Aims and outputs

Although compromise will be necessary, as a general principle, all parties involved in a collaboration should benefit. One of the challenges of any project involving different groups or organisations is ensuring everyone’s needs and expectations are met. This can be particularly difficult when academics collaborate with external organisations and public agencies. Although you share the same overarching aims for the project, different parties will have different views on how they should be achieved, and individual needs may be in conflict.

High on an academic’s agenda, for example, is to produce publications that are intended for (and may only be available to) an academic audience, but someone who wants to influence a particular policy – a non-governmental organisation representative, for example – will want to communicate their research widely, to a diverse audience, while a policymaker needs to present the evidence and rationale for changing the policy to senior politicians.

Even within a multi-institution project, arts and humanities academics are often used to taking sole responsibility for ‘their’ particular piece of research. Those who work in the policy sector, however, place less importance on authorship, and are used to producing work collectively, with input from multiple sources.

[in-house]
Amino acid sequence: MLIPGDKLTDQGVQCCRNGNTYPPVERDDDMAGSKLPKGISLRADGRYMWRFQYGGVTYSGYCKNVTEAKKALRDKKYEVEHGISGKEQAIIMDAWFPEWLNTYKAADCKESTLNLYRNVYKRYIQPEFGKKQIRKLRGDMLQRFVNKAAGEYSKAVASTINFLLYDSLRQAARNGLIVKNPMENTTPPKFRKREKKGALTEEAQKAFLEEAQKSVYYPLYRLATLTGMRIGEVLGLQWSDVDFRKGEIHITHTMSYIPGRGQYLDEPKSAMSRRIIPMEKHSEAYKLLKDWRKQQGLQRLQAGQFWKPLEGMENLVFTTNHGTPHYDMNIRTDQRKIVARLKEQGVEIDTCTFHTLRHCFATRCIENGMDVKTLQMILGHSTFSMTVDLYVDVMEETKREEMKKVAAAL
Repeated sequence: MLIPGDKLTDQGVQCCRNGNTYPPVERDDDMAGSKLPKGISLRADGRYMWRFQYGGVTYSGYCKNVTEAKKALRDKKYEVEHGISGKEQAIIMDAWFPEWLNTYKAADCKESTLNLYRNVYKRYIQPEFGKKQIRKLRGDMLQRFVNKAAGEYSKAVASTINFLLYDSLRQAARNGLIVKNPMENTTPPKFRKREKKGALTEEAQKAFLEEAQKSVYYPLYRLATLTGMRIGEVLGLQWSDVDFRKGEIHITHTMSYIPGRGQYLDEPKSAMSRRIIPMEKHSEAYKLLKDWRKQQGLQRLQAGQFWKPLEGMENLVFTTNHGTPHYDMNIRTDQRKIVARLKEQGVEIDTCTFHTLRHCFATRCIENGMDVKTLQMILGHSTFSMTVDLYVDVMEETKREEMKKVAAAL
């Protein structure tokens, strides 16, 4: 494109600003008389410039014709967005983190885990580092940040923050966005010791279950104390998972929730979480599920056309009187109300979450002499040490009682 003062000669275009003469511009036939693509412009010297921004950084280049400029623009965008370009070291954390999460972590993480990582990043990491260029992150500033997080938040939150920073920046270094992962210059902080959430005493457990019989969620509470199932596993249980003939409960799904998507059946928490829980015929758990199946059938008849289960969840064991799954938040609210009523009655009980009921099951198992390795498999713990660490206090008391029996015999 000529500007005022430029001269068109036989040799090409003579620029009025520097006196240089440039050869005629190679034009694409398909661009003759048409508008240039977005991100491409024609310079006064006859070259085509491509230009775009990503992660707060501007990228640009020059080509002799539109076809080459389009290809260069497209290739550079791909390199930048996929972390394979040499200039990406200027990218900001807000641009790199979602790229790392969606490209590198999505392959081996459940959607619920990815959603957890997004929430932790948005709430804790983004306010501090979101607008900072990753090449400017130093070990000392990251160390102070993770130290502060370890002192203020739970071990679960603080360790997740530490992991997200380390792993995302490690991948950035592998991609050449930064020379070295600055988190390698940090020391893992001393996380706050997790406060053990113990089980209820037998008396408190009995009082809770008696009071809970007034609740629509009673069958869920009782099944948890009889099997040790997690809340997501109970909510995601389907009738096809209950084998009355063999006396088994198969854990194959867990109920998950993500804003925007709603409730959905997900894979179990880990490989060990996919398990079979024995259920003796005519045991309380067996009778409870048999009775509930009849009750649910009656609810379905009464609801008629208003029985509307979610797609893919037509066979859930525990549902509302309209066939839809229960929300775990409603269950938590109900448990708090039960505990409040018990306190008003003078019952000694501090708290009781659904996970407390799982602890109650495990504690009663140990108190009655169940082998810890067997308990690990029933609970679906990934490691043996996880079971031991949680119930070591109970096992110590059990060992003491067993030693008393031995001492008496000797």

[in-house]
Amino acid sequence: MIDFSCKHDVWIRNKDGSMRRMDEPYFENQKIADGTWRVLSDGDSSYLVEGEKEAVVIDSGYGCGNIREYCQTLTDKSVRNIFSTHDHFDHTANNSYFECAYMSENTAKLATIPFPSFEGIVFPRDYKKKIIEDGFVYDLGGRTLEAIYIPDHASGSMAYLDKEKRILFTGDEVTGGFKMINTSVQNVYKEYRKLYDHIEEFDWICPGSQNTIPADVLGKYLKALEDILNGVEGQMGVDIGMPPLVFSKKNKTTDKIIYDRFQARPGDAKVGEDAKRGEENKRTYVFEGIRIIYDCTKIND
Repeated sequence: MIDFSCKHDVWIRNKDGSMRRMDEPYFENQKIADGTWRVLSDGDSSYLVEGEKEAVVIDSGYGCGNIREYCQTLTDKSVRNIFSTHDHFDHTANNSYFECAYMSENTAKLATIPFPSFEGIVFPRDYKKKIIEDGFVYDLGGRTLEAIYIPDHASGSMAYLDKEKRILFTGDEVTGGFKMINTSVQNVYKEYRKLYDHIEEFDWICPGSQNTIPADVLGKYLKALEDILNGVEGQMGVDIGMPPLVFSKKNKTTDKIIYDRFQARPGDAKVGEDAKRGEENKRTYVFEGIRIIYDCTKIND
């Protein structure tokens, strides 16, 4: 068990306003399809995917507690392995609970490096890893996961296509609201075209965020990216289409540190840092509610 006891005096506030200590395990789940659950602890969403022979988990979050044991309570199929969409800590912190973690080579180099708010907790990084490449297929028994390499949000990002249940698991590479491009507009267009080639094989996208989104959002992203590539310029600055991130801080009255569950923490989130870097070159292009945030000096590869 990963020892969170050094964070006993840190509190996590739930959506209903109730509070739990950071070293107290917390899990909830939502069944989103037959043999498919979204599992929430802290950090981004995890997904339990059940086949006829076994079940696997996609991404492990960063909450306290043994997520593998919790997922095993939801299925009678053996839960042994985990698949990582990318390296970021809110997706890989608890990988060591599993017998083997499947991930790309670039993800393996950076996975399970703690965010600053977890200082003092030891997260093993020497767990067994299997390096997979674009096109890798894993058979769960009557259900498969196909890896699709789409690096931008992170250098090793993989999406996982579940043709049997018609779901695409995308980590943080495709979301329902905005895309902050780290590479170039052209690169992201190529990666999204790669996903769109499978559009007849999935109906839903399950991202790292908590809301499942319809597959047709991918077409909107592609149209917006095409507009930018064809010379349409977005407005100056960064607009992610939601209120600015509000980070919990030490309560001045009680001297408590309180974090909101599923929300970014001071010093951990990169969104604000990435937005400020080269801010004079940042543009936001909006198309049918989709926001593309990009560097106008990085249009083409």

All three groups have needs that are at least partially in conflict, and that require different working styles and priorities. Here are some strategies for managing competing needs and workflows within a collaborative project:

  • Clear communication is very important, as is good planning. Agree what the outputs will be at the project’s beginning, taking each other’s needs into account. It is important to keep good records, to avoid confusion down the line.
  • Partnerships are usually a negotiated compromise. Be honest and realistic about which elements are truly non-negotiable for you, and approach everything else flexibly. Think laterally; look for solutions.
  • The partnership should be reciprocal – establish what each party brings to the table, and help each other out. You will be able to provide academic weight and theoretical frameworks to press releases and briefings, while partners in public agencies or the third sector can provide access to their networks, and can give practitioner or ‘industry’ perspectives to academic publications.
  • Different needs call for different outputs: you may need to plan for more than one output (e.g. a journal article, an exhibition, and a briefing paper)
  • Remember than different outputs may suit different timeframes: for example, a presentation or workshop for stakeholders following initial results, a comment piece/briefing paper at a later stage, and a journal article or edited collection once the project is completed.
  • Remember that as academics seeking to engage with policy, we are not always the experts. Be guided by those who know the sector well, and respect their professional judgement.